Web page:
3. C ␣ F I H A P T E R O U R Factor-by-Factor Evaluation T here are a number of reasons for evaluating all jobs against each factor, rather than each job against all factors: 1. The job evaluation process is a comparative exercise, and results are relative, not absolute. If jobs are rated in isolation, the comparative process is compromised. 2. Factor-by-factor evaluation ensures consistent application of one factor at a time rather than moving back and forth between factors. 3. Factor-by-factor evaluation makes it more likely that committee members will be able to examine each element of the job in a neutral context, without being swayed by their view of the job as a whole. The committee can eliminate job titles and read job information without relying on any assumptions about the job. 4. Existing market values can affect how committee members see a job if they rate the entire job at once. Factor-by-factor evaluation helps avoid this problem. 5. If the committee is having difficulty evaluating a job, the factor-by-factor approach allows the committee to use its evaluation of other jobs to help determine how the difficult job fits on the factor scale, relative to those already evaluated. This approach allows a job to be put aside and rated after other jobs have been evaluated. 6. If an organization has more than one job evaluation rating committee, factor-by-factor evaluation allows a logical division of responsibilities, with each committee being responsible for evaluating jobs against a given number of factors. (Organizations may choose to have more than one committee, or to divide the factors among members of the committee to speed the process and so that members do not feel as responsible for their effect on co-workers’ jobs. If an organization chooses more than one job evaluation rating committee, there should be safeguards to ensure consistency; for example, at least one person should be assigned to all committees to allow a good flow of information among them.) The job evaluation process is a search for the most appropriate rating for a job, not simply an exercise to come up with a rating. The committee must consider the answer to be correct, appropriate and defensible. The committee must struggle with the facts until it is comfortable that it has all the information and is able to make a decision it can stand behind until proven wrong by someone who may present additional persuasive information. 67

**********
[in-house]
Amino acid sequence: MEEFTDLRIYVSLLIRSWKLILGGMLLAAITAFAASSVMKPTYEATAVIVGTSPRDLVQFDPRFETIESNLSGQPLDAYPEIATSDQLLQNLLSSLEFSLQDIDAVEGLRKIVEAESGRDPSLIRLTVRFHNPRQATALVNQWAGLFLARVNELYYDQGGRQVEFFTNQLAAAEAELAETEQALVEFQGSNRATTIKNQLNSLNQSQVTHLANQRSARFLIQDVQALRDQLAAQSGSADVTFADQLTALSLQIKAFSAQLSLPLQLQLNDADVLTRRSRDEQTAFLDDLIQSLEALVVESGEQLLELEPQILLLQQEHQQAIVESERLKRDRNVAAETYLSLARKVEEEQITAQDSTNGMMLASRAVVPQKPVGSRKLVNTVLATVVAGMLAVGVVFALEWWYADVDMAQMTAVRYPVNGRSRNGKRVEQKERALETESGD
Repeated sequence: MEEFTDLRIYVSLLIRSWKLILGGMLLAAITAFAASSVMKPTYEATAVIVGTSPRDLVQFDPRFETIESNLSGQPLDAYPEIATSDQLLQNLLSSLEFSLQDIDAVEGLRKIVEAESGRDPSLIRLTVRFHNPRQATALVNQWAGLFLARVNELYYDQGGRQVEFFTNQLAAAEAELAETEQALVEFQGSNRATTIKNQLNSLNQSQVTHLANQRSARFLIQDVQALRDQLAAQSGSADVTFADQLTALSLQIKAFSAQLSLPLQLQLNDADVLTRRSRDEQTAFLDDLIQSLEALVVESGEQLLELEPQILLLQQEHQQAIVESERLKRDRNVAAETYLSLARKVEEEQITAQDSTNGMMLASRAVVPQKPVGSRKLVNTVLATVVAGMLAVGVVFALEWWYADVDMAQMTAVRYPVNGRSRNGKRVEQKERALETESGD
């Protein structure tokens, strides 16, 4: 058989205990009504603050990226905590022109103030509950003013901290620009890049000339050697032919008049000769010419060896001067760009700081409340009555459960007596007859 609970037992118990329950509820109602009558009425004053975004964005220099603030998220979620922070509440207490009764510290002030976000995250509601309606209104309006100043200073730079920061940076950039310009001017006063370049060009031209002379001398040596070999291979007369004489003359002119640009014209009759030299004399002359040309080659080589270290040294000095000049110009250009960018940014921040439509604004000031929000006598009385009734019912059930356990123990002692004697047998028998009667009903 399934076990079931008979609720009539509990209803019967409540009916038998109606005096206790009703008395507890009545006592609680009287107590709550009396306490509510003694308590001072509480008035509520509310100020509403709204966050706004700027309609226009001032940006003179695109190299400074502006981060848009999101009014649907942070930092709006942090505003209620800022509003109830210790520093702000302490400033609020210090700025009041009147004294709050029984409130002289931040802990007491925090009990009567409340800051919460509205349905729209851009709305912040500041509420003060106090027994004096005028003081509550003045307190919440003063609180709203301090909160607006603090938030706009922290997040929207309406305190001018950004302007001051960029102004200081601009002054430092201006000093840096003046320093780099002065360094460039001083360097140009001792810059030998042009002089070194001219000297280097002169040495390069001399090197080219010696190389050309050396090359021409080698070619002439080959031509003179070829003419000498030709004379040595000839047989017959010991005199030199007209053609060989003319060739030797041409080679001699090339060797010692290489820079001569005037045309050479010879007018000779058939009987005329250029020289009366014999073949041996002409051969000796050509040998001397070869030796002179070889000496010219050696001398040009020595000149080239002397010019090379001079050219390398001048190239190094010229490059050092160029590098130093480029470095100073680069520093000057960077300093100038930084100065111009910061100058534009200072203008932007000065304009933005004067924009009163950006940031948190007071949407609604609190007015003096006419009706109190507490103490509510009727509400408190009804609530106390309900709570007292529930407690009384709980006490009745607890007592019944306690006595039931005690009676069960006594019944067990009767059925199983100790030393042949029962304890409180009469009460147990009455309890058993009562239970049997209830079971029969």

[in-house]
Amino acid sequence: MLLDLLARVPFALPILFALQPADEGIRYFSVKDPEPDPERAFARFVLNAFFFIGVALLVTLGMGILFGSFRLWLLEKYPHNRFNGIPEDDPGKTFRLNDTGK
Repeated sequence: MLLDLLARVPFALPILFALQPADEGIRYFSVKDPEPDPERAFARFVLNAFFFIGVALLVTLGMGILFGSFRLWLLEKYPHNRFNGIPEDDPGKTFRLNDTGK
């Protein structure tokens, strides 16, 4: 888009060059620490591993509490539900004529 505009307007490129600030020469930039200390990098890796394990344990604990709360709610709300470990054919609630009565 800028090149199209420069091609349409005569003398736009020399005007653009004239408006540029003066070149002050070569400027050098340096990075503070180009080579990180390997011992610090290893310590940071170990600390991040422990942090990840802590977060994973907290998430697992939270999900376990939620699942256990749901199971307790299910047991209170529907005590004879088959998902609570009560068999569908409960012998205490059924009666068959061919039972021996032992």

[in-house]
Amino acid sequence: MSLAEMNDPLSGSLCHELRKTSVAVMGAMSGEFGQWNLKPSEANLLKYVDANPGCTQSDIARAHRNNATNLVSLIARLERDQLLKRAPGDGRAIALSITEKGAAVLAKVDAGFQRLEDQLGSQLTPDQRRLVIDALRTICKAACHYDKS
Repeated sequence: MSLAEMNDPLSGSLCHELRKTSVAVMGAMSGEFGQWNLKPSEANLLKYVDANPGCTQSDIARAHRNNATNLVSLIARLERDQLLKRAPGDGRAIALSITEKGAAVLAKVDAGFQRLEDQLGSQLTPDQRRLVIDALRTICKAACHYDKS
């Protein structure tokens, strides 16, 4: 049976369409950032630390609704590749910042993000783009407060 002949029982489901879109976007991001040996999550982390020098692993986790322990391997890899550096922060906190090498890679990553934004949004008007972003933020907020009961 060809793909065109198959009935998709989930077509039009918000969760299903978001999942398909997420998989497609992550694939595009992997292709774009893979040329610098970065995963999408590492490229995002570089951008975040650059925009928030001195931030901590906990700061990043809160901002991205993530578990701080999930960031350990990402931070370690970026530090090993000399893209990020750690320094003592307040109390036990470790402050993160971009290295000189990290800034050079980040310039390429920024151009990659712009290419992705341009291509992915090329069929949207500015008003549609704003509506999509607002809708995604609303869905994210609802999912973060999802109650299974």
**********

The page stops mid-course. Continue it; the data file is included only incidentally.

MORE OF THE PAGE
4. I ␣E V A L U A T I N G ␣ J O B S ␣ A N D ␣ A V O I D I N G ␣ G E N D E R ␣ B I A S 3. Eliminate job titles whenever possible. Not having a title forces committee members to read the job information rather than assume they know the job. Develop some other way of identifying jobs, such as job codes, to distance members from assumptions about their ranking and to encourage an open-minded reading of the job information. 4. Rate jobs in random order, not by groups of similar jobs, so that bias is less likely to creep into the process. (See appendix D for an example of a rating sheet, on which jobs should be listed in random order by job code or title.) 5. Even if committee members question the information provided about a job, they should not substitute their own views without checking with a knowledgeable outside source such as the employee or a supervisor. This is especially true if the job information the employee has provided has already been verified as part of the evaluation process. 6. Perform the sore thumbing process on each factor. (See the box “Sore Thumbing”, below.) As the evaluations are done, the hierarchy of jobs in the organization will become clear. As a final check, before leaving a factor, the committee should use the factor rating sheet to make sure the hierarchy is consistent and logical. This is the time to discuss any problems and work out solutions. See appendix E for examples and helpful questions. Make note of any changes resulting from sore thumbing, such as a job being moved to a higher or lower level on the factor, and the reasons. A job might be moved because it is more similar to jobs that were rated at another level, or obviously different from other jobs at its current level. Or a job might, for example, be moved to a lower level with a note that if the job changes, the level should be reviewed. Note: Evaluations examine the relationship between each job and the factor scale: is this job at Level 1 or Level 2? Sore thumbing profiles jobs at each level of a factor: do all jobs at Level 1 belong together? Sore thumbing is not for undoing evaluations because results are different from the status quo; it looks at the results from an overall perspective and analyzes the logic to ensure ratings make relative sense. It is an opportunity to question assumptions and note anomalies that will need rationales to support them when questioned in the future. The job evaluation results are often full of surprises for organizations. The sore thumbing process allows the job evaluation committee to make sure that they have taken advantage of the chance to review results before others do so. If there are results that stick out like a sore thumb, the committee has the chance to review its logic and make sure that it has the necessary information and reasons for the rating. 68